Questions Raised During Live Facebook Session Were Eye-opening

Questions Raised During Live Facebook Session Were Eye-opening

Just breathe, passionate help for the PF journey
Last week I had the privilege of doing a live video, via Pulmonary Fibrosis News’ Facebook page. It was a lot of fun to have so many patients, caregivers and medical professionals tune in as we talked about treatment. The beauty of a Facebook Live video is that it is available to watch later, even if you couldn’t tune in live. As of today, 4,900 people across the world have watched it and more than 100 people have left comments about their own experiences with PF. If you missed it, don’t worry; you can watch it now.

I shared my personal story of being diagnosed with pulmonary fibrosis three years ago as a rare side effect from chemo and radiation to treat breast cancer. This only happens to 1%-2% of people treated for cancer. I don’t like being “special,” and I know you don’t either.

Today, I decided to share some of what I shared on the video about living with PF, as well as what I learned from the experience. I belong to a few online PF Facebook groups, and asked my peeps ahead of time what they’d like me to talk about. I got several great suggestions. What struck me was that all of them asked me to talk about medical questions such as:

  • What treatment is most effective?
  • What type of medications to take?
  • What is the difference between PF (pulmonary fibrosis) and IPF (idiopathic pulmonary fibrosis)?
  • What about supplemental oxygen use?

I wanted to answers these questions in a credible way, but I’m not a doctor. I was intrigued by the underlying issue of these questions and so many others we need answers to.

Having PF is complicated and there are no easy answers!

  1. Pulmonary fibrosis isn’t just one disease. It is a family of more than 200 different lung diseases that all look very much alike. The PF family of lung diseases falls into an even larger group of diseases called the interstitial lung diseases (also known as ILD), which includes all of the diseases that have inflammation and/or scarring in the lung. Most people with PF actually have idiopathic PF (IPF), which means your doctor doesn’t know the cause of your scarring.
  2. PF patients are all different. Some patients remain in stable condition for periods of time, others may experience a rapid progression of symptoms, while others might slowly worsen over time. Treatment plans are individualized, based on our medical history and other factors.
  3. There are medications available that may slow the progression of our disease. Which ones are appropriate depends on what type of lung disease you have, what caused your PF (if you know – most people don’t), whether you are stable or not, and whether you have other significant diseases. These medications can cause side effects that are tolerable for some patients, but not for others.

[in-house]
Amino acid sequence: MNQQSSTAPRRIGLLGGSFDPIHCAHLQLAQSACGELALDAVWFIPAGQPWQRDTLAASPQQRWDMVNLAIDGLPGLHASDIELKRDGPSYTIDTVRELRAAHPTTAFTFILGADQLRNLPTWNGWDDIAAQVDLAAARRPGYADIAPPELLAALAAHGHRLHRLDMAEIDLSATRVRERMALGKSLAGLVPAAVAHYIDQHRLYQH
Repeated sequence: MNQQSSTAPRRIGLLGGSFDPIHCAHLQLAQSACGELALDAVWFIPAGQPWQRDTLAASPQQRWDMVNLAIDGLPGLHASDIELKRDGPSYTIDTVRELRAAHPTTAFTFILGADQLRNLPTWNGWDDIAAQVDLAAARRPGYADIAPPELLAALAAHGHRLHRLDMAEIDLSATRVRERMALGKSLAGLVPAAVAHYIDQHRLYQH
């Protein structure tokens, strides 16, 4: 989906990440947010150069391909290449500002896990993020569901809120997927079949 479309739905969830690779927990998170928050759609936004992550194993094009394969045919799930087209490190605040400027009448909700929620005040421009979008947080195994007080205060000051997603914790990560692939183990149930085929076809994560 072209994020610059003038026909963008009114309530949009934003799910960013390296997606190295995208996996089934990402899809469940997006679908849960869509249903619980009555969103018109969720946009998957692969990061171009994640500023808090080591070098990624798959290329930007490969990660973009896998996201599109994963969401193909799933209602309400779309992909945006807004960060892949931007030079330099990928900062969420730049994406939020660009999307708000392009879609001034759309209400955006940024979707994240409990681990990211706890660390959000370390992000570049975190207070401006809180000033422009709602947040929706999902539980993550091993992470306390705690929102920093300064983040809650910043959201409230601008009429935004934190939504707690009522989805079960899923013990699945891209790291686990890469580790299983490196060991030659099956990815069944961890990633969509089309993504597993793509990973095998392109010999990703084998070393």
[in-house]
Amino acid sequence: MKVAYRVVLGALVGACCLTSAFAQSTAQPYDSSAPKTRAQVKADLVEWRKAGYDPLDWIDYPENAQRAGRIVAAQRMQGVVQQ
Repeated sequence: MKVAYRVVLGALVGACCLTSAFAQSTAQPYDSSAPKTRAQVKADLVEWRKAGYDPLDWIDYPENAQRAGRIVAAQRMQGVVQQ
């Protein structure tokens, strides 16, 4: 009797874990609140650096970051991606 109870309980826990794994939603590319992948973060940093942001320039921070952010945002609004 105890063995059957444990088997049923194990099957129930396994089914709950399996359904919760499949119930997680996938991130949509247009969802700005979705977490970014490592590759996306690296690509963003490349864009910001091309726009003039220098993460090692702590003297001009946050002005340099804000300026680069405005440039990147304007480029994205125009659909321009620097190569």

4. Supplemental oxygen really helps. It helps us feel better and function better, but obtaining it and getting insurance and providers to cover it can be a nightmare.
  5. Ultimately, the only real treatment is getting a lung transplant. Whether you are eligible for one is highly individual as well. Things they look at are our overall health, whether we are at ideal body weight, have other life-threatening illness, our support system, and whether they feel we’ll be compliant with medication and exercise.

No wonder we are confused and unsure about treatment.

While we share a common diagnosis with the same awful end result, we are different enough that there are no set answers to questions about which medications to take, or the best treatment options.

The Pulmonary Fibrosis Foundation has an information guide for patients and caregivers (in English and Spanish). It has lots of good information about the questions listed above, as well as many others.

First, be compassionate with yourself about what you’re going through,

Being diagnosed with a terminal illness is beyond difficult. On top of this, not being able to get absolute answers about prognosis and treatment is maddening.

When I was diagnosed with breast cancer, it was horrible. My best friend was battling this disease and I saw how much suffering she went through. As hard as it was, there was comfort in knowing what the treatment plan was. I didn’t experience confusion about what to do, or feel like I had to figure everything out. I also didn’t have to fight for the basics I needed, like oxygen!